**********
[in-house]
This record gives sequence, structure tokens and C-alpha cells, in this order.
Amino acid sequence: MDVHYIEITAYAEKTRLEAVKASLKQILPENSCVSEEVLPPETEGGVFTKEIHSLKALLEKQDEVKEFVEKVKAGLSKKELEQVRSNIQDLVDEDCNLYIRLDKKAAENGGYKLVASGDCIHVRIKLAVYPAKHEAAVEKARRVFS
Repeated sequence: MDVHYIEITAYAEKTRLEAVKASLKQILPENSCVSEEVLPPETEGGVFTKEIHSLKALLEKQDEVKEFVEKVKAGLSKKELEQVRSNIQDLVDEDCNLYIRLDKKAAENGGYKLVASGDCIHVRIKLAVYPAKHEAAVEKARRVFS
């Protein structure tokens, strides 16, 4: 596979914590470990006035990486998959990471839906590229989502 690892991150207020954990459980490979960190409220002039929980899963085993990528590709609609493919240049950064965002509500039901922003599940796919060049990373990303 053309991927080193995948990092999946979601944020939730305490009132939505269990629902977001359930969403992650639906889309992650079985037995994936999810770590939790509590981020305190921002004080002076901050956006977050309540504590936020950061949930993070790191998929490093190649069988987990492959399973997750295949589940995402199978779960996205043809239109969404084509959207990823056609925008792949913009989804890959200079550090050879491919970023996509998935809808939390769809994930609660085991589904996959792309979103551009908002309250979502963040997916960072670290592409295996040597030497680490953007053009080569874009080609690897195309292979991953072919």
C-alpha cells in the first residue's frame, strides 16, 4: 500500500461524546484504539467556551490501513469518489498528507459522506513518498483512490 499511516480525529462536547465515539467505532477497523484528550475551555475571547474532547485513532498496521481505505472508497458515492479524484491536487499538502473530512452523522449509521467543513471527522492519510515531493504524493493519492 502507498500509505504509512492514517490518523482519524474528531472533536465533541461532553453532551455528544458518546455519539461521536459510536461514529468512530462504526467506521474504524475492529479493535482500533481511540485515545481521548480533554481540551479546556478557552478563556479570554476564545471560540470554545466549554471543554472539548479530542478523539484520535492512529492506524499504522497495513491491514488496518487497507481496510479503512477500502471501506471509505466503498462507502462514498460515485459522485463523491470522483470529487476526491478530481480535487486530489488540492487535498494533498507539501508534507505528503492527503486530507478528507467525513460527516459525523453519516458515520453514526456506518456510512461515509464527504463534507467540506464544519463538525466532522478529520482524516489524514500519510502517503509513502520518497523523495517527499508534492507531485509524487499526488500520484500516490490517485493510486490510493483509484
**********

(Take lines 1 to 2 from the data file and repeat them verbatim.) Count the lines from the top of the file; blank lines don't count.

[in-house]
This record gives sequence, structure tokens and C-alpha cells, in this order.